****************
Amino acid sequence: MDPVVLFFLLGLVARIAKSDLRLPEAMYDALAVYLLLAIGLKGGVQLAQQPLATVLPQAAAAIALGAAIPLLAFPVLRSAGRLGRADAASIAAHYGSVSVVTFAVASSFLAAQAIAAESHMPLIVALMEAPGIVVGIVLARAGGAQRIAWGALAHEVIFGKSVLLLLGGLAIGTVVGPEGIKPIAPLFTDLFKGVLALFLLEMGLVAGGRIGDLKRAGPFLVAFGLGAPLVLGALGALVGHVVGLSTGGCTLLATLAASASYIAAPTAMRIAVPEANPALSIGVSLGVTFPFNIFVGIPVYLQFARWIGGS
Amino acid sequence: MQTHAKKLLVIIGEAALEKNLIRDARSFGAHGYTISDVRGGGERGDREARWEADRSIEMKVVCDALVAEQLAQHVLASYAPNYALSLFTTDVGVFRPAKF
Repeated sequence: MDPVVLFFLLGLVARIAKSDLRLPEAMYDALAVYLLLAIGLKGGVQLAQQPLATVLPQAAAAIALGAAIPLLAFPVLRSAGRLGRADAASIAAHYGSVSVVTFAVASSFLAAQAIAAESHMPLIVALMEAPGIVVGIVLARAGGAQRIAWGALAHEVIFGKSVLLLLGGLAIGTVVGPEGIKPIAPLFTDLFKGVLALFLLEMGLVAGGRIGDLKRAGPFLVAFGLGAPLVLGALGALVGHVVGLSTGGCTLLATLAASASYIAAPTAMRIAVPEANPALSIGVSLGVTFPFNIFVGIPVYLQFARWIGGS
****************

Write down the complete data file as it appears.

Amino acid sequence: MDPVVLFFLLGLVARIAKSDLRLPEAMYDALAVYLLLAIGLKGGVQLAQQPLATVLPQAAAAIALGAAIPLLAFPVLRSAGRLGRADAASIAAHYGSVSVVTFAVASSFLAAQAIAAESHMPLIVALMEAPGIVVGIVLARAGGAQRIAWGALAHEVIFGKSVLLLLGGLAIGTVVGPEGIKPIAPLFTDLFKGVLALFLLEMGLVAGGRIGDLKRAGPFLVAFGLGAPLVLGALGALVGHVVGLSTGGCTLLATLAASASYIAAPTAMRIAVPEANPALSIGVSLGVTFPFNIFVGIPVYLQFARWIGGS
Amino acid sequence: MQTHAKKLLVIIGEAALEKNLIRDARSFGAHGYTISDVRGGGERGDREARWEADRSIEMKVVCDALVAEQLAQHVLASYAPNYALSLFTTDVGVFRPAKF
Repeated sequence: MDPVVLFFLLGLVARIAKSDLRLPEAMYDALAVYLLLAIGLKGGVQLAQQPLATVLPQAAAAIALGAAIPLLAFPVLRSAGRLGRADAASIAAHYGSVSVVTFAVASSFLAAQAIAAESHMPLIVALMEAPGIVVGIVLARAGGAQRIAWGALAHEVIFGKSVLLLLGGLAIGTVVGPEGIKPIAPLFTDLFKGVLALFLLEMGLVAGGRIGDLKRAGPFLVAFGLGAPLVLGALGALVGHVVGLSTGGCTLLATLAASASYIAAPTAMRIAVPEANPALSIGVSLGVTFPFNIFVGIPVYLQFARWIGGS